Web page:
A Sum of Numbers

This chapter will demonstrate how to create a program for calculating the sum of several numbers, or many more. It is one of the most basic problems a programmer has to solve, appearing quite frequently in programs.

When given a list of several numbers (for example 12, 6, 3, 31, 11), one way of adding them all up is to proceed one item (i.e. term) at a time. We start with the value 0 and add the first term 12 to get the number 12; then we add 6 to that and get the number 18; then we add the term 3 to get 21; then we add 31 to get 52; and finally, we add 11 to get 63. Therefore, the sum of all numbers in the given list equals 63.

Let us write a program that implements this method to add up 5 numbers. The numbers will be input by a user one by one. To be more informative, the program will also print out the sum-so-far on each step of the process.

#include <iostream>
using namespace std;

int main() 
{ 
    double sum = 0;
    double inputValue;
    cout << "Type in five numbers:" << endl;
    
    for (double i=1; i<=5; i++)
        {
        cin >> inputValue;
        sum = sum + inputValue;
        cout << "The current sum is: " << sum << endl;
        }
}

Here is one possible result of running this program:

Type in five numbers:
2
The current sum is: 2
5
The current sum is: 7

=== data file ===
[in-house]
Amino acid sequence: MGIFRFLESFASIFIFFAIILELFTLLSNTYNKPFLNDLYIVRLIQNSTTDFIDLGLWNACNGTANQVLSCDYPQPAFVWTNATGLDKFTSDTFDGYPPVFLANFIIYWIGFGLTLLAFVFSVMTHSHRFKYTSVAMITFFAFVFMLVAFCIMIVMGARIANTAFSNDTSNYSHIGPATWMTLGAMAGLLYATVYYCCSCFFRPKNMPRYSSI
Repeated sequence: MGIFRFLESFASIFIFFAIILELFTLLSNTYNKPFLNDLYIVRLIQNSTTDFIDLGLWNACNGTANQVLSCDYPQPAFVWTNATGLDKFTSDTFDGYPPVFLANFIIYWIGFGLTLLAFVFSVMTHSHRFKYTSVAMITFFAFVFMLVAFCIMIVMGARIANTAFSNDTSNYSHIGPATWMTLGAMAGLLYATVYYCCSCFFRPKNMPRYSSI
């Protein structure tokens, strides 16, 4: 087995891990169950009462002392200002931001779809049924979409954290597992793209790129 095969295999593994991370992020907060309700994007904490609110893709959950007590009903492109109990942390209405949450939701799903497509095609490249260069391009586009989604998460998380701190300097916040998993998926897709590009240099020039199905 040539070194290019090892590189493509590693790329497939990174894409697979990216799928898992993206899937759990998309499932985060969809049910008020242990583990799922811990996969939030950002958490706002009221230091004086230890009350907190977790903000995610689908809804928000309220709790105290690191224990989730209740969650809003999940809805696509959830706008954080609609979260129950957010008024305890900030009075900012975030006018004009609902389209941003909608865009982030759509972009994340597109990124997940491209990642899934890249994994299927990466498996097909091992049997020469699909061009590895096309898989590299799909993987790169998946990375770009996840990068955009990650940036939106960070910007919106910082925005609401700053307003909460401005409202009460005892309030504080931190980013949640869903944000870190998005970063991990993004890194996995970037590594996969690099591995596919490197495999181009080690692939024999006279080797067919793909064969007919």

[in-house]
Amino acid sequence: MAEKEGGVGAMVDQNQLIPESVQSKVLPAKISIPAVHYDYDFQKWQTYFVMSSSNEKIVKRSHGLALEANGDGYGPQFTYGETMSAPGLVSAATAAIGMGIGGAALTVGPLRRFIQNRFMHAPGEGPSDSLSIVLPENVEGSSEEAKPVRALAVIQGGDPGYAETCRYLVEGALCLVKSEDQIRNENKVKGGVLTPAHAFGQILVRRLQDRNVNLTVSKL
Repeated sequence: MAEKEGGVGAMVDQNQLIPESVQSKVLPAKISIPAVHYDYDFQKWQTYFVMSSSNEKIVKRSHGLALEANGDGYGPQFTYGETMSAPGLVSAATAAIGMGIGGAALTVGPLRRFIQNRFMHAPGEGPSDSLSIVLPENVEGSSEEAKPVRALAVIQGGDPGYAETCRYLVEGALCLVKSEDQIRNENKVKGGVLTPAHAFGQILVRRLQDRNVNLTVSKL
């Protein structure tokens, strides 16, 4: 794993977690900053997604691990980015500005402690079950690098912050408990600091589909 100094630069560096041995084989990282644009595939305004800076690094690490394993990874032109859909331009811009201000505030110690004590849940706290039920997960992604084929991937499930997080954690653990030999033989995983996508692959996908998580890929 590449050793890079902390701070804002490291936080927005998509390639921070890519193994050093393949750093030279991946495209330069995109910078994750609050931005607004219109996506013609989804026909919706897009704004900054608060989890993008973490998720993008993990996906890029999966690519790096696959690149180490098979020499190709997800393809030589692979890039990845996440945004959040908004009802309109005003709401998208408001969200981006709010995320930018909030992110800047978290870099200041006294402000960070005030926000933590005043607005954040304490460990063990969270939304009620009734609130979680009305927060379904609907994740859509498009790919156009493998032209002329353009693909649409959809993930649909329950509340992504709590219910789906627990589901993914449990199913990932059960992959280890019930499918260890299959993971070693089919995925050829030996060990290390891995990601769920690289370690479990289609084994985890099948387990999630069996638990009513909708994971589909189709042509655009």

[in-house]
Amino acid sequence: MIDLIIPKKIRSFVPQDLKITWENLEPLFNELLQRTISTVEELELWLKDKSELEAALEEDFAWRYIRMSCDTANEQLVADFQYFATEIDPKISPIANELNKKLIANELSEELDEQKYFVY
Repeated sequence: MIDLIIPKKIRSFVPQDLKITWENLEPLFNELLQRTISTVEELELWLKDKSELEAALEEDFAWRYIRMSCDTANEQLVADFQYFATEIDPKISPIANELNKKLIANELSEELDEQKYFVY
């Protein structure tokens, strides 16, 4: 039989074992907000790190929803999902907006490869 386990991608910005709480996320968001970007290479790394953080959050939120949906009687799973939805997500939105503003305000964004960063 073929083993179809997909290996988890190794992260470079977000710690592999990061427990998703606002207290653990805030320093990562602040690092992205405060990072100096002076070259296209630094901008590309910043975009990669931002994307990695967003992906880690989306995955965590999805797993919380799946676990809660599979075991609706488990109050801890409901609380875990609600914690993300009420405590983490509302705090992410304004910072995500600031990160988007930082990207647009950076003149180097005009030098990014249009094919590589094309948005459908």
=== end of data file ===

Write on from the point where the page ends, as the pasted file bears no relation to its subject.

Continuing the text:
3
The current sum is: 10
5
The current sum is: 15
1
The current sum is: 16

How does this program work? The key parts are the following two statements, which get repeated by the for loop:

        cin >> inputValue;
        sum = sum + inputValue;

This part of the code is repeated five times. In each iteration the first statement reads a value from standard input. The second statement then adds that value to the variable sum, that is to the currently accumulated sum. That statement can be interpreted in the following manner: add a just input value to the current total sum. And, that would be the entire idea of calculating the sum of many numbers.

There is one crucial step to this method though, which novice programmers often tend to forget. Surprisingly, it is the first and the simplest step:

    double sum = 0;
Warning! When accumulating a sum, do not forget to set the sum to zero as the first step!

Summing up is a task often encountered in programming, so much so that the authors of C++ have decided to allow programmers to write it more concisely. The statement

    sum = sum + inputValue;

can be replaced by:

    sum += inputValue;

We read this statement as: "Add up inputValue to sum.", or "Increase sum by inputValue."

For example, after executing the statements

    double x=3;
    x+=8;

the variable x will contain the number 11.

Similarly, we can use the operator '-=' to decrease the value of a variable. For example

    double y=9;
    double z=7;
    y-=z-1;

Since z-1 equals 6, then y gets decreased by 6, which in turn means that y will assume the number 3. So, you can see that the expression y-=z-1 is actually the same as y=y-(z-1). Do pay attention to the location of parentheses there.

C++ allows us to use a number of similar shorthand operators for various arithmetic operations as well. We present some of them in the following table:

Operator Use Longer Form
+= a+=b a=a+b
-= a-=b a=a-b
*= a*=b a=a*b
/= a/=b a=a/b